In the meantime, I think Julia’s Great-Great-Grandpa would be proud.



Cousins on the Couch

“Here I am, chilling with cousin Kate.”


“Hey, what’s that cool thing she’s playing with?”


“Maybe if I move my hand over just a leeeetle bit, she won’t mind.”


“Ooooh! I’ve almost got it! I just want to touch that screen!”

katejulia4 dark

“Hey, how did that happen?”


“Here’s my silly cousin Luke. He makes me laugh.”

julia and luke 2

“I like it when Luke gives me big hugs!”

julia and luke

“Okay so maybe this hug is too big.”

julia and luke smothered

A Member of the Homemaker Club

Look at these lovely ladies.


Aren’t they beautiful??

smiling faces

Our women’s Tuesday morning Bible Study at church had their annual ornament exchange today. I’m so excited that I get to be a part of this group, digging into God’s Word with some of the Godliest ladies I’ve met! They come from all backgrounds, all stages of life, but they have one thing in common: they have sacrificed much for their families and homes. Before I left my full-time job as a teacher in order to be a mom, I longed to be a part of this crowd of (mostly) experienced moms who are farther along in their spiritual journey. I love being surrounded by such wisdom.

ornament exchange1wide

There are some people who cringe at the word “homemaker.” Or “housewife.” These terms conjure up images of the 1950s for some people who believe that women have evolved and modernized themselves. Women today should strive for goals involving careers, progress, and material wealth, right?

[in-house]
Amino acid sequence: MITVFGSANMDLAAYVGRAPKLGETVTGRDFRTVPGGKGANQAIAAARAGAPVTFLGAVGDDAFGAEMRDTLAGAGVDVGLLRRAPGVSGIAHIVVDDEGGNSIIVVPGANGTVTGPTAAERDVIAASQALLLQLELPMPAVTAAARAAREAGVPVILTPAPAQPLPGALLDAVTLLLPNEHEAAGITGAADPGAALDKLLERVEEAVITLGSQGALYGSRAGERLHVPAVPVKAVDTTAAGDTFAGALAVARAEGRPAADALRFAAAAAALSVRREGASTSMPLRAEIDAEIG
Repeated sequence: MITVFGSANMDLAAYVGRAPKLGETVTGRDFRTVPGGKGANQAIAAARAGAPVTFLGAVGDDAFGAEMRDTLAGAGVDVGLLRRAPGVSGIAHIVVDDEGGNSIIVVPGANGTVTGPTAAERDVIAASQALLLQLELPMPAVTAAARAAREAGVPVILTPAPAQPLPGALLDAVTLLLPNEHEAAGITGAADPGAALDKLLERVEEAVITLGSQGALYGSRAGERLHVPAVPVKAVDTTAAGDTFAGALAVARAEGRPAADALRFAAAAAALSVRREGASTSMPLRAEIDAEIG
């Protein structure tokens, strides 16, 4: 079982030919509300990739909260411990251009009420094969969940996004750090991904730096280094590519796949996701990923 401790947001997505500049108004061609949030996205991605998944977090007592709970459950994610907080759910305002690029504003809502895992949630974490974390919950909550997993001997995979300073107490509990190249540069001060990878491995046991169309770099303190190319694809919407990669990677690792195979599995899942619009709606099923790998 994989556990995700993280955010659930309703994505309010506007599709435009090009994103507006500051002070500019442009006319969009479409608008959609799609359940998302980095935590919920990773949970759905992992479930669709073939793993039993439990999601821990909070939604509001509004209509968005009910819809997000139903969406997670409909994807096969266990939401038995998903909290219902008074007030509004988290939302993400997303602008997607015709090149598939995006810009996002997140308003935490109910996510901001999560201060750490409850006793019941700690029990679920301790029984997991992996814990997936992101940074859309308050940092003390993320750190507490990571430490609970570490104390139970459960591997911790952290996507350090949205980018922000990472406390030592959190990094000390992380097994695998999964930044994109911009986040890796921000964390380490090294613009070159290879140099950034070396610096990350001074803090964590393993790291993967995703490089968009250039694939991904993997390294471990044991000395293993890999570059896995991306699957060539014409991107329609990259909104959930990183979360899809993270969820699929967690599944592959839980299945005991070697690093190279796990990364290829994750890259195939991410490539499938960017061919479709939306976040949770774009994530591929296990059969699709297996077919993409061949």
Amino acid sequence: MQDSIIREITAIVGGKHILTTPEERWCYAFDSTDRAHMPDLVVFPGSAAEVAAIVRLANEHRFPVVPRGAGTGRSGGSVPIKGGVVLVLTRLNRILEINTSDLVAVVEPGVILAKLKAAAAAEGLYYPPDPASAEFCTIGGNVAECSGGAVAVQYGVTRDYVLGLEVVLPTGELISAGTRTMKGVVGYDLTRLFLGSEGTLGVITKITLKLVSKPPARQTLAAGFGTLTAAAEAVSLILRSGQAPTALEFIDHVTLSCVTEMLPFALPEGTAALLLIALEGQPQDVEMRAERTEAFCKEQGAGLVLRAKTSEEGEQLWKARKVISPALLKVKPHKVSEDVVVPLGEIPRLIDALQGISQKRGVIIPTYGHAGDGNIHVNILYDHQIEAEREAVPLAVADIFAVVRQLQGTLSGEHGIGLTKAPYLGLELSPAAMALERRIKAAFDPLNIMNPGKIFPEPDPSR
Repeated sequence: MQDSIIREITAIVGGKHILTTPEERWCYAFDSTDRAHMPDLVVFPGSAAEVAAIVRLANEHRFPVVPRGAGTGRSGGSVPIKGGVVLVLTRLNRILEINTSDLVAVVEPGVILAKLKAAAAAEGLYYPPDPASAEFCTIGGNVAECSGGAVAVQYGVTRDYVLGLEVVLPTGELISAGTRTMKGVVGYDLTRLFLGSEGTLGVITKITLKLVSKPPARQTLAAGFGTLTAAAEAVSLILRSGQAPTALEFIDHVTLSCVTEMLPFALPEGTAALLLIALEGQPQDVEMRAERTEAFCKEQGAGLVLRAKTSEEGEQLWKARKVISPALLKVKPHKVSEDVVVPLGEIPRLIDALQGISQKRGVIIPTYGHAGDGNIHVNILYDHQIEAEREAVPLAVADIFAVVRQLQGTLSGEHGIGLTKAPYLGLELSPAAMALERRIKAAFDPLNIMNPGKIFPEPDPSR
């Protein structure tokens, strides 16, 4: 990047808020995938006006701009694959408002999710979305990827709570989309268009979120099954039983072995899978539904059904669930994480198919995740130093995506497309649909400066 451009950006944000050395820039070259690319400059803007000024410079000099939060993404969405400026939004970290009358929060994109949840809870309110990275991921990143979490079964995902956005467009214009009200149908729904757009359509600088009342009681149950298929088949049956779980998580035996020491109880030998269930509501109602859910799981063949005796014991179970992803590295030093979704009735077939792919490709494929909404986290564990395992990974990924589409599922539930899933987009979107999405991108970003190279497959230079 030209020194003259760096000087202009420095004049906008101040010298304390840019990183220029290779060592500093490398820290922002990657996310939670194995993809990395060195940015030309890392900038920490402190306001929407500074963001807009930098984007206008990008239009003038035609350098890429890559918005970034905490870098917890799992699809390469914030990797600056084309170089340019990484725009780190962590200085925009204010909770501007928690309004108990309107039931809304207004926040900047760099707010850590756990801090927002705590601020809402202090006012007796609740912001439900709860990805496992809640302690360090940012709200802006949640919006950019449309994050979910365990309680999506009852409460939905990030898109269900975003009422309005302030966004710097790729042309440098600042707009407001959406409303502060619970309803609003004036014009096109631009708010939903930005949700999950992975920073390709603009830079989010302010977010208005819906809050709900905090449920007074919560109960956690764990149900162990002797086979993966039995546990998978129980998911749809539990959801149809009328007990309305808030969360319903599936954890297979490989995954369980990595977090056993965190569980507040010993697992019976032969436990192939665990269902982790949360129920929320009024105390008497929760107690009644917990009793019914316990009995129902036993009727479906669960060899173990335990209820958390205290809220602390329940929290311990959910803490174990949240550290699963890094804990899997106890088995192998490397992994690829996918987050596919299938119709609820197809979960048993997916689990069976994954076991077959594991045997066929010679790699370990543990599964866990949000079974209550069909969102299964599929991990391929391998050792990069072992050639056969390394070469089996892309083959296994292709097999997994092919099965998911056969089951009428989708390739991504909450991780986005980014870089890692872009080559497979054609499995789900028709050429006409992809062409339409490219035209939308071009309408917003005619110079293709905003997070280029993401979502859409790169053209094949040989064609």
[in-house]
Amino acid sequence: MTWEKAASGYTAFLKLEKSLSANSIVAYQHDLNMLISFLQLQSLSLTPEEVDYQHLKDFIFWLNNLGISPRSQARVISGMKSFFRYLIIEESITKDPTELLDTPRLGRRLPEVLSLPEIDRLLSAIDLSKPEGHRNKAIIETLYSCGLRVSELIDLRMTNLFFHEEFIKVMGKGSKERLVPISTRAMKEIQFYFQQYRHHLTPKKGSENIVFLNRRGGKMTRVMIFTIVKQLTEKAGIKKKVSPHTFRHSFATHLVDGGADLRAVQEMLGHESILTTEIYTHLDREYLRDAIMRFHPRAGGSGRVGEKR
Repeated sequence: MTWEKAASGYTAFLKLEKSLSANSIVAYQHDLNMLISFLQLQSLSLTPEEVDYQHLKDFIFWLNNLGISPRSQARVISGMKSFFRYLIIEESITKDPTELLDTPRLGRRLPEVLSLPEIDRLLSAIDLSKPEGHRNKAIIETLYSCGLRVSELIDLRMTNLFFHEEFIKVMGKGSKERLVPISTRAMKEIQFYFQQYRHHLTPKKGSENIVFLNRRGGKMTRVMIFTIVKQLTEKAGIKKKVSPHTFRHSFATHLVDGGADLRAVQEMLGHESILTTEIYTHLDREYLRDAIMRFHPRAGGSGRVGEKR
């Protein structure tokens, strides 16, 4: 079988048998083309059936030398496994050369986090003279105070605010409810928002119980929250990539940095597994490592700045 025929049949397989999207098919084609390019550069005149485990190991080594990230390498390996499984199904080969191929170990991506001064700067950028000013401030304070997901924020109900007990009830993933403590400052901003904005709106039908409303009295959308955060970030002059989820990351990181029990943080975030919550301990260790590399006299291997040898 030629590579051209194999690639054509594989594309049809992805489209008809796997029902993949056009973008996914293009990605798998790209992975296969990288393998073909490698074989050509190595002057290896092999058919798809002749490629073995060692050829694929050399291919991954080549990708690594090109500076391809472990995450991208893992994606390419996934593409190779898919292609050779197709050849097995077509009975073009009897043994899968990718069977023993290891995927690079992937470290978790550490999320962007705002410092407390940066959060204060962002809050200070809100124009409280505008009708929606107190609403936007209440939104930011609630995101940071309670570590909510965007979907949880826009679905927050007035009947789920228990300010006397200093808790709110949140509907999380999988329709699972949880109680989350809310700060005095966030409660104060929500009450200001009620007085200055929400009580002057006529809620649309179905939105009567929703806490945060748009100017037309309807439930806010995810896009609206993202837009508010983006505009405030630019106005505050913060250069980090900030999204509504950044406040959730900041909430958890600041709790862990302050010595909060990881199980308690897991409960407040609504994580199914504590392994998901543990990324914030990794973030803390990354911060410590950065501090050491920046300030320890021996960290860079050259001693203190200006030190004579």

But I don’t agree.

My mom was the valedictorian of her high school class, was the first in her whole family to graduate from college, and has a degree in computer science. But starting the day I was born, she became a full time homemaker. She packed our lunches every morning and made us dinner every night. She was there with a band-aid and a hug right after my first day at a new school when I fell on the playground and skinned my knee. For my 4th birthday, she dressed up like a clown, made little clown suits for all of my friends, and turned our minivan into a clownmobile. Our summer vacations got planned to the nth degree with trips to the beach, sewing projects, handwriting practice, sleepovers, and books. She sat down with us for prayer time every single day before we all raced out the door in different directions, and we eagerly anticipated her first-day-of-school cookies each year. (Through college, even.) Mom pitched a tent in the backyard for us when we wanted to “camp out,” and she was there to welcome us back in the house at three in the morning when it got too cold. I learned how to cook and sew, how to communicate and forgive, how to love. She could have chosen to keep her job at IBM and pay someone else to take care of us, but instead I had the priceless security of knowing that after school it would be Mom helping me with my homework and listening to me practice the piano.

mom 1990

I am so blessed to be able to give this gift to little Julia. Going from full-time teacher to full-time homemaker was the biggest promotion I could ever receive, and I am proud of the fact that my #1 responsibility is to take care of my little girl. It definitely requires sacrifice, but my Tuesday morning friends are quick to remind me that it is totally worth it!

julia joy party